Protect Your Home
(from St. Louis County Police Home Safety Handbook)
Concepts of Burglary Prevention
Prevention involves five concepts: deter, deny, delay, detect, and deceive. An effective burglary prevention program is based upon appropriate actions to implement these five concepts.
Deter: Light accessible locations of your residence and yard during the night.
Deny: Place valuables in a secure location. Remember, if a burglar cannot find it, he cannot steal it.
Delay: Install quality locks on all of your doors and windows and use them.
Detect: Join or start a Neighborhood Watch program in your area so neighbors will be watching your house. Call the St. Louis County Police precinct for information on how to get involved in Neighborhood Watch.
Deceive: Place automatic timers on lights inside your home to simulate that your home is occupied. Have a trusted friend, neighbor, or relative pick up your mail and paper deliveries while you are out of town. Arrange for someone to mow the law to maintain a lived in appearance.
Remember, the more crime prevention steps you take, the greater your security.
Protection Against Entry
You will find the measures described in this section are inexpensive and you can easily accomplish them. If you have technical questions that are not covered in this section, feel free to call the precinct nearest you for advice.
True security begins with key control. When you move into a home always have the locks rekeyed. You should also take this step if you lose your keys. A locksmith can rekey your locks without replacing them in most cases.
Do not "hide" an emergency key outside your residence. It is better to trust a friend or neighbor with a spare key for emergencies.
Never have a name printed on your house keys. If the keys are lost or stolen, you may have an unwelcome visitor.
Keep car keys and house keys separate. This way your house keys are never left with a stranger when an attendant parks your car in a parking lot.
Entry Doors: Exterior doors on houses or apartments should be of a solid core construction, at least 1 3/4" thick. The door frame should also be of heavy construction.
Deadbolt Locks: Most doorknobs have locks in them. However, it is best to install an additional deadbolt lock. Deadbolt lock guidelines:
Throw should extend 1" in the locking position.
The portion of the lock that will be mounted outside should contain a cylinder guard to prohibit twisting the lock with a wrench. The guard should be solid metal and not casting or stapled metal.
The connecting screws that hold the lock together should be made of case hardened steel. No exposed screw heads should be on the outside.
NOTE: If your door has glass panes or there are windows within reach of your deadbolt lock, you should take extra precautions. You should consider installing some type of reinforced glass to keep a burglar from simply breaking the glass, reaching in, and turning the lock to the open position.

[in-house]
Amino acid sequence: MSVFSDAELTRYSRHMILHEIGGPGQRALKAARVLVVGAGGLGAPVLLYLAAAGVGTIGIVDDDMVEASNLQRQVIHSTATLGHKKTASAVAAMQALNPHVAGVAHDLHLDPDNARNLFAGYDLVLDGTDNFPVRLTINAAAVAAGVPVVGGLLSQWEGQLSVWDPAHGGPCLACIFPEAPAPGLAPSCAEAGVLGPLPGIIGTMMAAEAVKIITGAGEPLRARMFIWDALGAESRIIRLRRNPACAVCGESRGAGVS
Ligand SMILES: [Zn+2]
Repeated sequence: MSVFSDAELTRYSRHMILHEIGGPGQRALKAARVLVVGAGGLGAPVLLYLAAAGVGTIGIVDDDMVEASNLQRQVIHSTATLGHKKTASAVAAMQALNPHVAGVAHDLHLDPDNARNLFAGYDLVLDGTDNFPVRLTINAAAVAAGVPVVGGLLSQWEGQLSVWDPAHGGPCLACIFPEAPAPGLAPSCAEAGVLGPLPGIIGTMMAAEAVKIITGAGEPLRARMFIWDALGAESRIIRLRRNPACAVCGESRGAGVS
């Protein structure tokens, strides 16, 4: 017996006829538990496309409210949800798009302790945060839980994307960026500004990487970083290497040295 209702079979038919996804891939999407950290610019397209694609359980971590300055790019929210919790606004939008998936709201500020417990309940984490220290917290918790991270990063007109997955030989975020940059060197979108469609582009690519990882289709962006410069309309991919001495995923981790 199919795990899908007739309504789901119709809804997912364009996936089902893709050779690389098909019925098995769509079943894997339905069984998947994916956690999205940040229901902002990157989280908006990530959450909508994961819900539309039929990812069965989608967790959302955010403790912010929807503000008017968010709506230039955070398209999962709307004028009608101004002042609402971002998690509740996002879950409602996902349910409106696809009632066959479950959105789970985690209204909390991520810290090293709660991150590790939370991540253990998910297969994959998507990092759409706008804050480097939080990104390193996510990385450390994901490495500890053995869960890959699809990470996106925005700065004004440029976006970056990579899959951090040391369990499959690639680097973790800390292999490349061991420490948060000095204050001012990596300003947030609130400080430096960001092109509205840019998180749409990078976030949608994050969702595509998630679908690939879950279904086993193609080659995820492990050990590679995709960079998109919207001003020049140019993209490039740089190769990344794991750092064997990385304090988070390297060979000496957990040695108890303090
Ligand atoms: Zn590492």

Reinforced Strike Plate: In order to make a deadbolt effective, you must reinforce the strike plate. The strike plate is the piece of metal which attaches to the door frame and receives the deadbolt. In the locking position most screws that come with commercial strike place only secure the strike plate to the decorative framing around your door and not the structural piece of wood behind the door frame. You should secure the strike plate with four to six 3" brass wood screws. The screws should reach into the structural woos behind the frame.
Reinforcement Sleeve: If your exterior door is not of solid core construction, you should add a metal reinforcement sleeve when installing the deadbolt lock.
Sliding Glass Doors & Windows: Sliding glass doors present a major security problems if they do not have the proper locks and special steps are not taken to prevent removal of the door. Sliding glass doors can be lifted from the track and removed by pushing in the bottom of the door. To prevent the doorframe from being opened in this manner, it is recommended that 1 1/4" pan head sheet metal screws be inserted into the top of the doorframe at both ends and in the middle. The screws should be adjusted so that the door barely clears them when it is operated.
Once the screws are in place, to prevent the door from being lifted while it is closed, lock the door handle and place a wooden dowel or metal rod in the floor track. This should make your sliding glass door secure. For additional security, a safety film for glass is available. The film is applied to the glass, and if the window is ever shattered, the film holds the glass together making entry difficult if not impossible.
Double Hung Windows: The most effective protection for double hung windows is a key locking security sash lock. If possible, mount the lock with 2" wood screws.
Basement Window: Basement windows are common points of entry for burglars and special attention should be paid to securing them. Basement windows, often hidden by bushes, trees, and air conditioning units can provide an ideal place for burglars to work unobserved. Such windows should be replaced with Plexiglass or polycarbonate or reinforced with decorative security bars.